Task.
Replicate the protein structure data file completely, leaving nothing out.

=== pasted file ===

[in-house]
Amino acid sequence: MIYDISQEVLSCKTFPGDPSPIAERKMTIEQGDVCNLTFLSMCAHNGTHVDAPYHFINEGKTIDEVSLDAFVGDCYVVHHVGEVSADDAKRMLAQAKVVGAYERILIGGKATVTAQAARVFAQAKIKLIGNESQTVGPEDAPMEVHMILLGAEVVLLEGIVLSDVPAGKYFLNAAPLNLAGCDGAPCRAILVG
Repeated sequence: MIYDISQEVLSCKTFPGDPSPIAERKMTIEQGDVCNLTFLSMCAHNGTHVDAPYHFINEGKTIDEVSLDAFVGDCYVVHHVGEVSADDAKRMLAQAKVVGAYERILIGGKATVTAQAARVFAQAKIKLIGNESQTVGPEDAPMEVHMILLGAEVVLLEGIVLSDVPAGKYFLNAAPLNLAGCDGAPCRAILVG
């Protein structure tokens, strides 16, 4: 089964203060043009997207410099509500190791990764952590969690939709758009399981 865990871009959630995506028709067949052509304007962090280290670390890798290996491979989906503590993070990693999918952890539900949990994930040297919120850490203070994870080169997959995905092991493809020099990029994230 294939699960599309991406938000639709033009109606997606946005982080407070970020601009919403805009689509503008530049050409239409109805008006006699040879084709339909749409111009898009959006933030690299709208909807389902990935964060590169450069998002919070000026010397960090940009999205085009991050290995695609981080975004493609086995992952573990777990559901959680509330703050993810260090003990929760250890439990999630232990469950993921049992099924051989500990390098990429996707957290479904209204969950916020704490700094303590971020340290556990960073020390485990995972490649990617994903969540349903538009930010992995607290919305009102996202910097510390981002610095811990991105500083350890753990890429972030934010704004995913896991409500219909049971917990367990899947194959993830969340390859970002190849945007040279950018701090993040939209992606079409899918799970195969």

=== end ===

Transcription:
[in-house]
Amino acid sequence: MIYDISQEVLSCKTFPGDPSPIAERKMTIEQGDVCNLTFLSMCAHNGTHVDAPYHFINEGKTIDEVSLDAFVGDCYVVHHVGEVSADDAKRMLAQAKVVGAYERILIGGKATVTAQAARVFAQAKIKLIGNESQTVGPEDAPMEVHMILLGAEVVLLEGIVLSDVPAGKYFLNAAPLNLAGCDGAPCRAILVG
Repeated sequence: MIYDISQEVLSCKTFPGDPSPIAERKMTIEQGDVCNLTFLSMCAHNGTHVDAPYHFINEGKTIDEVSLDAFVGDCYVVHHVGEVSADDAKRMLAQAKVVGAYERILIGGKATVTAQAARVFAQAKIKLIGNESQTVGPEDAPMEVHMILLGAEVVLLEGIVLSDVPAGKYFLNAAPLNLAGCDGAPCRAILVG
């Protein structure tokens, strides 16, 4: 089964203060043009997207410099509500190791990764952590969690939709758009399981 865990871009959630995506028709067949052509304007962090280290670390890798290996491979989906503590993070990693999918952890539900949990994930040297919120850490203070994870080169997959995905092991493809020099990029994230 294939699960599309991406938000639709033009109606997606946005982080407070970020601009919403805009689509503008530049050409239409109805008006006699040879084709339909749409111009898009959006933030690299709208909807389902990935964060590169450069998002919070000026010397960090940009999205085009991050290995695609981080975004493609086995992952573990777990559901959680509330703050993810260090003990929760250890439990999630232990469950993921049992099924051989500990390098990429996707957290479904209204969950916020704490700094303590971020340290556990960073020390485990995972490649990617994903969540349903538009930010992995607290919305009102996202910097510390981002610095811990991105500083350890753990890429972030934010704004995913896991409500219909049971917990367990899947194959993830969340390859970002190849945007040279950018701090993040939209992606079409899918799970195969």